The DRE will spot an enlarged prostate but there are symptoms of that before you get to bend over the edge of the exam table.

My GP and I are in agreement that PSAs will be done. If it looks iffy, we'll go from there.

I've known too many guys who got prostate cancer...and one neighbor died of it.

VP959
3rd Feb 2018, 20:46
5K,

I was puzzled about the push for the DRE. I saw a video by some renowned urologist where he said most cancers form on the aft side of the prostate where they can be felt. That still doesn't explain why you wouldn't want a PSA to see something (benign or otherwise) getting spooled up.

How far along are you by the time they can feel bumps ? How much harder is it to treat ?

The DRE will spot an enlarged prostate but there are symptoms of that before you get to bend over the edge of the exam table.

My GP and I are in agreement that PSAs will be done. If it looks iffy, we'll go from there.

I've known too many guys who got prostate cancer...and one neighbor died of it.

The link I gave earlier explains why the PSA is not regarded as a useful means of routine screening, although anyone can request regular testing if they wish, but only after they've read the evidence for and against it. Here's the text from from our NHS that explains the logic behind this policy:

PSA testing

There is currently no screening programme for prostate cancer in the UK. This is because it has not been proved that the benefits would outweigh the risks.

PSA screening

Routinely screening all men to check their prostate-specific antigen (PSA) levels is a controversial subject in the international medical community.

There are several reasons for this:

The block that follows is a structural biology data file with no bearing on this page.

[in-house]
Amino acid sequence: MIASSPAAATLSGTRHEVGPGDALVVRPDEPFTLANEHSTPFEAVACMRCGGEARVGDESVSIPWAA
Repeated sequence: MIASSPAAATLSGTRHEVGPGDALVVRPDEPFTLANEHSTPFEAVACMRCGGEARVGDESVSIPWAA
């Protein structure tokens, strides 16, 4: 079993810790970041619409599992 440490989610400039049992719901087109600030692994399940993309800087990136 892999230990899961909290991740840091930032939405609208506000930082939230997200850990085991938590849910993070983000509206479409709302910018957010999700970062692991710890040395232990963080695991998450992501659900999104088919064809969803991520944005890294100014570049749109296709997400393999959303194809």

PSA tests are unreliable and can suggest prostate cancer when no cancer exists (a false-positive result). This means that many men often have invasive and sometimes painful biopsies for no reason. Also, up to 15% of men with prostate cancer have normal PSA levels (a false-negative result), so many cases may be missed.

The PSA test can find aggressive prostate cancer that needs treatment, but it can also find slow-growing cancer that may never cause symptoms or shorten life. Some men may therefore face difficult decisions about treatment.

Treating prostate cancer in its early stages can be beneficial in some cases. But the side effects of the various treatments are potentially so serious that men may choose to delay treatment until it is absolutely necessary.

Although screening has been shown to reduce a man's chance of dying from prostate cancer, it would mean many men receive treatment unnecessarily.

More research is needed to determine whether a screening programme would provide men with more benefit than harm.

One European study showed deaths from prostate cancer could be reduced by 20% if there was a screening programme, but this needs to be balanced against the harms of:

overdiagnosis – people being diagnosed with a cancer that will never cause symptoms or death during their lifetime

overtreatment – people being treated unnecessarily for tumours that would be unlikely to be harmful

To save one life from prostate cancer, 27 men would have to be diagnosed with it. A recent large study in America found no reduction in the number of deaths.

Improving the test

As there are many reasons why PSA levels may be high at any one time, researchers are trying to make the PSA test, or a variation of it, more accurate. This includes looking at how PSA levels change over time and comparing the PSA level to prostate size.

Researchers are also looking at whether new imaging tests, such as MRI scans, or other blood and urine tests, can be used to decide which men with an elevated PSA should have a biopsy.

Instead of a national screening programme, there is an informed choice programme called prostate cancer risk management for healthy men aged 50 or over who ask their GP about PSA testing. It aims to give men good information on the pros and cons of a PSA test.

If you're a man aged 50 or over and decide to have your PSA levels tested after talking to your GP, they will be able to arrange for it to be carried out for free on the NHS.

If results show you have a raised level of PSA, your GP may suggest further tests.

Should I have a PSA test?

Because the results of the PSA test are not as reliable as doctors would like, other tests and investigations are needed to diagnose prostate cancer.